Re: Car Loans, Student Loans & Politics
« Reply #107 on: August 18, 2016, 12:25:16 PM »
LOL @ just live with your parents! babysit on weekends! - type advice. That might be how life has worked for you, but it isn't the reality of a huge number of people.

And this is why that same huge number of people are whining about their huge student loan debt.  By the time the whining starts, the damage has already been done and a complainypants is born.

Jrr85

  • Handlebar Stache
  • *****
  • Posts: 1204
Re: Car Loans, Student Loans & Politics
« Reply #108 on: August 18, 2016, 01:19:36 PM »
I just looked up the cost of attendance for an in-state student at my alma mater (a middle-tier state school), and it's about $21K/year now.  So let's say with tuition increases it's about $90K for 4 years.  Assuming 2 HS years and 4 college years, you'd need a kid to earn $15K per year to cover the cost of attendance.  Minimum wage is $8.10/hour in my state, so they'd essentially have to work full time for 6 years while going to school to come out debt free, which is LEGALLY IMPOSSIBLE given the labor laws that restrict hours worked for high school students during the school year.

As a thirtysomething adult, I would look at that situation and figure out how to cut costs, but I guarantee 18 year old me would've shrugged his shoulders and taken out the loans for the "traditional college experience", assuming that a 4 year degree would allow me to pay off the loans eventually.  I probably would've been tempted to take out some loans to fund "fun" stuff like a spring break trip, because what's another few thousand on top of it all?  After all, everyone else is doing it.

So, I can empathize with recent graduates and lamenting their student loan debt, especially since they were all told they were college material and HAD to go to college and the cost of attendance continues to skyrocket.  I also get frustrated with those who say they paid their way back in the 1980s and dammit these lazy kids today should do it too.  That being said, I don't understand how people can't treat wiping out their student loans as a priority.  Seeing recent graduates lease a fancy new car because "they deserve it" when they get their first real job just boggles my mind.

The cost of attendance is often artificially inflated by schools so that their students can qualify for more loans. 

If people from the 1980's are actually complaining that kids aren't making enough to live off campus and attend a four year university, then yes, they're a little delusional.  But what I hear people saying is don't take on a bunch of debt to graduate from undergrad, which is eminently doable for most people and the right choice for most people.  I'm sure there are some states that are exceptions, but I think most people could easily cash flow a two year degree.  Leaving basically two year to take out loans for.  Even if they want to do a four year university, most states have an option for tuition of somewhere between $5k and $10k a year.  Take out a loan for all your tuition and then work to cover living expenses and books and you're talking about $20k to $40k in debt total. 

Most people with a real problem with student loan debt got into that position by making spectacularly bad decisions (like say paying for four years of private school tuition and living expenses with debt to get a non-marketable degree or going to expensive schools and dropping out all together).  Doesn't mean they don't deserve sympathy (we really shouldn't let 18 year old take out tens of thousands of non-dischargeable debts and a lot of the drop outs with student loan debt are people that were never qualified for college to begin with and were taken advantage of by schools that saw them as a revenue source) and doesn't mean that maybe there shouldn't be a program to help them.  And it doesn't mean we shouldn't try to move away from credentialism and stop artificially inflating the cost of college with guaranteed loans.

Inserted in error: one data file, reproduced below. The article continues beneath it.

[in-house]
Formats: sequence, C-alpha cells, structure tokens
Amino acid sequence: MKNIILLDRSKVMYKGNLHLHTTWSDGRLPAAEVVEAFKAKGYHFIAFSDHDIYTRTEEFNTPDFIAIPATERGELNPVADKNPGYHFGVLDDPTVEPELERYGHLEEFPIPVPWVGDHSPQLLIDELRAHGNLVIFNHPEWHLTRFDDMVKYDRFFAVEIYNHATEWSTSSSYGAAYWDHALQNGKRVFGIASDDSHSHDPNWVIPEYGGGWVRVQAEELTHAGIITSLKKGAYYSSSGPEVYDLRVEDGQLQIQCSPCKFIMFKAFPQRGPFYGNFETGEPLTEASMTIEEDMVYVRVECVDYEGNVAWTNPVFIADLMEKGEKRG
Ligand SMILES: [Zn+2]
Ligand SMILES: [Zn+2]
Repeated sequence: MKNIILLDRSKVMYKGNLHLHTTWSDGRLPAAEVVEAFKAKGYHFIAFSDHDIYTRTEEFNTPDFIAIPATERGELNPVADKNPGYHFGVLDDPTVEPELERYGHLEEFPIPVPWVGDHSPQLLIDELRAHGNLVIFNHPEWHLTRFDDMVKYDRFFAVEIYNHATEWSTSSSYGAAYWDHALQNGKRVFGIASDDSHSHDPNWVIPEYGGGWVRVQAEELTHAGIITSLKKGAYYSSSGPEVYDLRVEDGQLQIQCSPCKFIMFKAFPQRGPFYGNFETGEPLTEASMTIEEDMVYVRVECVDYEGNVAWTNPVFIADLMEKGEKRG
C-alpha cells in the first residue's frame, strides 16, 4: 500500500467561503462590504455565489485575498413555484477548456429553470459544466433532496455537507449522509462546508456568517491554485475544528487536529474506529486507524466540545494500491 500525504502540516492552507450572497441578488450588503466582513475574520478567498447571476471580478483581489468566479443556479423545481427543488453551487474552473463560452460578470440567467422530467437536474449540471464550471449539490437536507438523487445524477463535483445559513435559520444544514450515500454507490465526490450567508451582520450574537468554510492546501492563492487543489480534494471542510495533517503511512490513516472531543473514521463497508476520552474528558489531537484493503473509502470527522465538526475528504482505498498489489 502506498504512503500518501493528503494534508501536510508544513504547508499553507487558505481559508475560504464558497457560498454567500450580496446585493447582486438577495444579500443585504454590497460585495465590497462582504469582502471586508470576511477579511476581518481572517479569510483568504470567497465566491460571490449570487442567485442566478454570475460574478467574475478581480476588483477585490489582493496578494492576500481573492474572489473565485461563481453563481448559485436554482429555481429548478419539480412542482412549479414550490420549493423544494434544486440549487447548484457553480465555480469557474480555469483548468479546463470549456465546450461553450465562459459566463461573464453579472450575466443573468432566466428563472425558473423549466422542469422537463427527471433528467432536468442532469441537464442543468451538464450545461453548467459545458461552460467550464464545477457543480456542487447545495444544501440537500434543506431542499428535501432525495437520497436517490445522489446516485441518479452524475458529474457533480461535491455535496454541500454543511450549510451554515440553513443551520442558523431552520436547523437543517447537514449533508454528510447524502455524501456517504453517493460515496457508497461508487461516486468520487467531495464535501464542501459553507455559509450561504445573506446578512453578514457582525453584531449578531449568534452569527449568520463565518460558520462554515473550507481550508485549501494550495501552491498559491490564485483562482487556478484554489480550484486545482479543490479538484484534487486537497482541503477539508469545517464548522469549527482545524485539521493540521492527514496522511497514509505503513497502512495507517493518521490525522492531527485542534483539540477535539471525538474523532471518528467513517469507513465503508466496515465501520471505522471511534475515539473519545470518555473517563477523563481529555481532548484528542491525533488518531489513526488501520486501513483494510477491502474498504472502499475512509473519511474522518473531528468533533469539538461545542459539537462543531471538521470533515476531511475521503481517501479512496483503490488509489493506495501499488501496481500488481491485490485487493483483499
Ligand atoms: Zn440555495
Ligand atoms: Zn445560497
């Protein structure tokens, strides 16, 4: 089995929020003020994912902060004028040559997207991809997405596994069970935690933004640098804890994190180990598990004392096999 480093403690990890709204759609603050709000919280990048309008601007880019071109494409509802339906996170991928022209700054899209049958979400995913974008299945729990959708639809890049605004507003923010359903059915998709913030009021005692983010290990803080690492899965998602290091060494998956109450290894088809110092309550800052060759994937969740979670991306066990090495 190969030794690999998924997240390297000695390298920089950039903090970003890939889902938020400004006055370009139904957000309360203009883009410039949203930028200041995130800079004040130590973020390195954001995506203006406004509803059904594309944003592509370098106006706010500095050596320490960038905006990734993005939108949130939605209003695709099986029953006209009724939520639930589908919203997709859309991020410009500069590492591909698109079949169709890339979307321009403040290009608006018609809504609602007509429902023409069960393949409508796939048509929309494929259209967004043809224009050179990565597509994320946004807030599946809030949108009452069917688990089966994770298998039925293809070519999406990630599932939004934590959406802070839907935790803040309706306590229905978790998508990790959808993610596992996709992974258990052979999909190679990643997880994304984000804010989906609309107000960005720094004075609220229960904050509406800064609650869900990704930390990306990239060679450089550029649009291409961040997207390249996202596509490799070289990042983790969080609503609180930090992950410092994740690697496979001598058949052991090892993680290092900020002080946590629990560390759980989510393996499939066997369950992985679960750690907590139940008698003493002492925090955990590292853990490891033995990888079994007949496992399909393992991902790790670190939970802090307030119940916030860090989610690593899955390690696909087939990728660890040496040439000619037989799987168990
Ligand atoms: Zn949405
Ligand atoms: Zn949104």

But people should stop with the woe is my generation, it's impossible to graduate without debt crap.  For the vast majority of people that are qualified for college, they can easily get a marketable degree (nursing, engineering, accounting, finance, business, etc) while taking out less than the amount of debt that would be associated with a new car. 

nobody123

  • Pencil Stache
  • ****
  • Posts: 524
Re: Car Loans, Student Loans & Politics
« Reply #109 on: August 19, 2016, 07:07:48 AM »
Quote
LOL @ just live with your parents! babysit on weekends! - type advice. That might be how life has worked for you, but it isn't the reality of a huge number of people.

Well, I think one of the points here is...

If you are a top student, and are able to get a serious amount of financial aid to go to a top school (requiring you to borrow less), have at it.  I did that.

If you are a mediocre student, and have to borrow the full amount of a uni education.  STOP.  Don't go to the "best school you can get into".  Because you'll have difficulty paying it back.

A middle class kid who is mediocre, but whose parents can't afford to pay much, might have to borrow 3/4 of the cost of an education.

What if you choose CMU or MIT or Cornell and borrow $45k a year for 3 years, and wash out?  Or graduate with a 2.0 and can't find a job for awhile?

The problem most parents/kids have is recognizing when their kid is mediocre, everyone seems to think they have a special snowflake.